[bctt tweet=”You should have realistic expectations of your subscriber activity.”]

So far, we’ve looked at ways to identify inactive subscribers in your database. We’ve also reviewed reasons why subscribers become inactive. Now, let’s see…

How to draft, develop and launch a reactivation campaign 

For the first part of your re-engagement campaign, you’ll need to capture your subscriber’s attention and start a conversation. Acknowledge them and use emotive language to engage your inactive subscribers on a personal level.  

Say, you send a first email with the subject line, “We need to talk.” You’d then acknowledge your subscriber’s inactivity (no log-in, no purchase, etc.) and offer help with the goal of starting a conversation. You might ask them to update their email preferences or offer them a free live chat session with you, send them to an FAQ section, or offer them other channels for communicating with you (like social media or mobile).  

Your emails for this first part should be targeted and include relevant information. You achieve relevance by displaying content related to your subscriber’s past behaviour e.g., content they interacted with before. But most importantly, you should make it easy for the subscriber to stay or to leave using a clear, prominently featured opt-back-in or opt-out CTA.  

Part two of a reactivation campaign involves demonstrating value. Your conversation should be about how your brand has changed and improved its values and commitments to customers. You then educate your subscribers on the improvements you’ve made and how they stand to benefit if they choose to stay on and interact with you. 

An example subject line here would be, “You can always count on us.” You’d then highlight your brand’s benefits and set expectations for the subscriber-brand relationship. Include different elements of social proof like customer testimonials, a live Twitter feed, or best social media comments to really make your case. And don’t forget the opt-back-in or opt-out CTA here as well. 

Lastly, hook your subscribers. Incentivise them in a way that they’ll find it difficult to turn away or stay inactive. You should have an accurate understanding of the types of incentives that work best for your brand and subscriber segments. You could even start with a small incentive during the first part of the campaign then turn it into an even bigger offer on this final part. 

Your subject line may read, “Come back and get 30% off!” And then, depending on whether your subscriber opts in or out, say goodbye or welcome her back to the fold.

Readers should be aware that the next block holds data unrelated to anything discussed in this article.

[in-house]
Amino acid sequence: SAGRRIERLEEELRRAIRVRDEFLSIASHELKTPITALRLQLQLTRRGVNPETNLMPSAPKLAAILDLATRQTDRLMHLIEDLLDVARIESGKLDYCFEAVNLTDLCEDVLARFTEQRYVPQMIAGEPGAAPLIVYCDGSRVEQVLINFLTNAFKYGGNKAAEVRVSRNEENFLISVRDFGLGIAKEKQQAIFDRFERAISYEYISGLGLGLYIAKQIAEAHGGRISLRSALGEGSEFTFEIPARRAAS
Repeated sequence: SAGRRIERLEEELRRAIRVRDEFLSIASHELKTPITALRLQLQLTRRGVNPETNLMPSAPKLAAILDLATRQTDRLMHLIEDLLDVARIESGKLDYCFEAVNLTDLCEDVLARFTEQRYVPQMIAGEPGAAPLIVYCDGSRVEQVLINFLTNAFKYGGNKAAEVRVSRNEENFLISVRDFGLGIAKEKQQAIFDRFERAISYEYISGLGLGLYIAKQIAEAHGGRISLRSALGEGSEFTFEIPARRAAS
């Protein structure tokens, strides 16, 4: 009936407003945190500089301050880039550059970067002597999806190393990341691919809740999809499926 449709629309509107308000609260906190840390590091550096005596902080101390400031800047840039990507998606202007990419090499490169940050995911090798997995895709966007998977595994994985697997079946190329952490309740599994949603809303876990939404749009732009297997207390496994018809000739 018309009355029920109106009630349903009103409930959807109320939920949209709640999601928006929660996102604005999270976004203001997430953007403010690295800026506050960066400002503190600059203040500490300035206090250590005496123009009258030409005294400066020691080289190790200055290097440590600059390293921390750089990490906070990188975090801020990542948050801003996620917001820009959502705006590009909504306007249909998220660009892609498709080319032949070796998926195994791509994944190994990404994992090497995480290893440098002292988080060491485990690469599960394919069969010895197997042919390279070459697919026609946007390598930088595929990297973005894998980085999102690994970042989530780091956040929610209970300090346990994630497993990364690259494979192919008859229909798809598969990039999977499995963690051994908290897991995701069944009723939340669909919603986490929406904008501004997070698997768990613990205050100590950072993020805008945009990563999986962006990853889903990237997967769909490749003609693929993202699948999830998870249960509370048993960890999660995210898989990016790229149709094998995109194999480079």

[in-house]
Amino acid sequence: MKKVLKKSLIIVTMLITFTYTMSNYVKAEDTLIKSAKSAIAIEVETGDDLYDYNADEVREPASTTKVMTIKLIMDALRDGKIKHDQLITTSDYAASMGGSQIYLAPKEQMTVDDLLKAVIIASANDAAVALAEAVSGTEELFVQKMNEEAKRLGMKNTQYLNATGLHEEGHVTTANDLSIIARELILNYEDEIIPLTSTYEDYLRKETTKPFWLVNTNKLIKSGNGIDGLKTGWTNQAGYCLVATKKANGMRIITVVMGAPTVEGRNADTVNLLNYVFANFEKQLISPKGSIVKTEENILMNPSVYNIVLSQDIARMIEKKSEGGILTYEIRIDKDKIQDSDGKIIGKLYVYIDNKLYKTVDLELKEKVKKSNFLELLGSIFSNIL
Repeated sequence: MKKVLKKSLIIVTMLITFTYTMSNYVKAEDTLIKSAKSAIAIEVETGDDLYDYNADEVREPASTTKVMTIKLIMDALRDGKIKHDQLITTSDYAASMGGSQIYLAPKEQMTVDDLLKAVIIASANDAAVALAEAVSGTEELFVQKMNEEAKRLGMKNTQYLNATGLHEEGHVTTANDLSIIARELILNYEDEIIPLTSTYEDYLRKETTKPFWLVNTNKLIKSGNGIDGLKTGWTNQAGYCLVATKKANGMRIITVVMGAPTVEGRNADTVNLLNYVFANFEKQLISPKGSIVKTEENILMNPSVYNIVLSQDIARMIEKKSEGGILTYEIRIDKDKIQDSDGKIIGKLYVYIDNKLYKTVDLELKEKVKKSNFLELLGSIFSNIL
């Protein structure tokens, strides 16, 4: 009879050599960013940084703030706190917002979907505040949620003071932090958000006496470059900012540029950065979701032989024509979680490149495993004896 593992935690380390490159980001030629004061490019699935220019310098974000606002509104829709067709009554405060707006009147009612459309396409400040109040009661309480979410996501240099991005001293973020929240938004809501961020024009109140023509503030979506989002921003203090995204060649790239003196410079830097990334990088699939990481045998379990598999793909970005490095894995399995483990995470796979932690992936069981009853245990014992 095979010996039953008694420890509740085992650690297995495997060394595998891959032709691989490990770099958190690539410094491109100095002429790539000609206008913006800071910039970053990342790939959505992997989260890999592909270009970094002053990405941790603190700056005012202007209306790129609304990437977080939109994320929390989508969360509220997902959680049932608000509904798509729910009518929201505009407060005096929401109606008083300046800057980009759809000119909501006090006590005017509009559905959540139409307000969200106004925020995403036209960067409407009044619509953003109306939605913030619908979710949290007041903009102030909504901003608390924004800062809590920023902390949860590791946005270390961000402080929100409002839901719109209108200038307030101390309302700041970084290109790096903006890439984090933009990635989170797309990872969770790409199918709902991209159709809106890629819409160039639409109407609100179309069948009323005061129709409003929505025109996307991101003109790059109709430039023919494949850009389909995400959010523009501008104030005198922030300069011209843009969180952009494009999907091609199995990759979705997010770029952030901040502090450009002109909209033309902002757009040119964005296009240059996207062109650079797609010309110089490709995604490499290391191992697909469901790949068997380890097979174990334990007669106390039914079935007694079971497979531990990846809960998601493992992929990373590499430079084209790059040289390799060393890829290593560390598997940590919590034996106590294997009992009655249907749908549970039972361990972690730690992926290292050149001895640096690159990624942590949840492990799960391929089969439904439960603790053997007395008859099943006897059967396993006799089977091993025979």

After you’ve run your re-engagement campaign, it’s time to identify other channels your subscribers may be inactive in and try to engage them there. 

Time to go cross-channel…

Going cross-channel aka cross-channel marketing complements your reactivation strategy. It’s an opportunity to mitigate against subscribers who don’t engage with your reactivation campaign, where you send targeted and relevant messages to subscribers in the channels they’re engaged in. 

You can go cross-channel through mobile, display or social media advertising. Let’s unpack the three of them: 


Photo by Andrea Piacquadio from Pexels

If your subscribers or customers have also opted in to SMS, you can reach out to them via text messaging. Ask them to confirm whether SMS is their preferred channel for communication and choose how often they’d like to hear from you through this channel, then deliver. 

If your brand has a mobile app (kudos you, badass marketer 👏), you could message users through push notifications. For example, you might set up triggered geo-fencing to intercept customers with your app as they pass near your physical stores. You’d then send them relevant messages to build excitement and draw them into your store to make a purchase.  

Triggered geo-fencing is also a brilliant way to check the validity of your dormant email addresses. How’s that for having your cake and eating it! 


Check who among your web visitors is also a subscriber, then match their cookies, email and IP address to display highly-targeted display ads—an extremely effective technique, especially when used on your website’s homepage. 


Photo by Andrea Piacquadio from Pexels

Twitter and Facebook allow advertisers to upload lists of users securely to their platforms using user email addresses as a common theme. This allows you to find your customers on either platform. Once you find a match, you can group these users as a custom audience. Then, next time you want to run social media ads, you’ll already have an audience to advertise to—and an audience more likely to buy from you at that. 

Facebook also allows you to add a Facebook pixel on your website such that, when a Facebook user visits your site, the pixel automatically places her into a custom audience you can target with your Facebook ads in future.  

Insights from the pixel add an extremely powerful tool to your digital marketing arsenal—a user placed in your custom audience may have visited your webpage via their desktop, but are now targetable on their mobile device as well. You also get a great tool for reactivation, especially when subscribers are unresponsive through email and don’t convert onsite.  

Having Facebook or Twitter custom audiences as a re-engagement option can also help you drive users into your physical stores with mobile only targeting people near your store locations. Facebook, for example, turned on targeting within a mile of a store’s location. Combine email reactivation with social media reactivation and you’re practically unbeatable. 

Just remember: 

If there’s no activity throughout your re-engagement campaign (email or social), remove the email address. And be sure to erase addresses on a weekly basis to comply with best practises.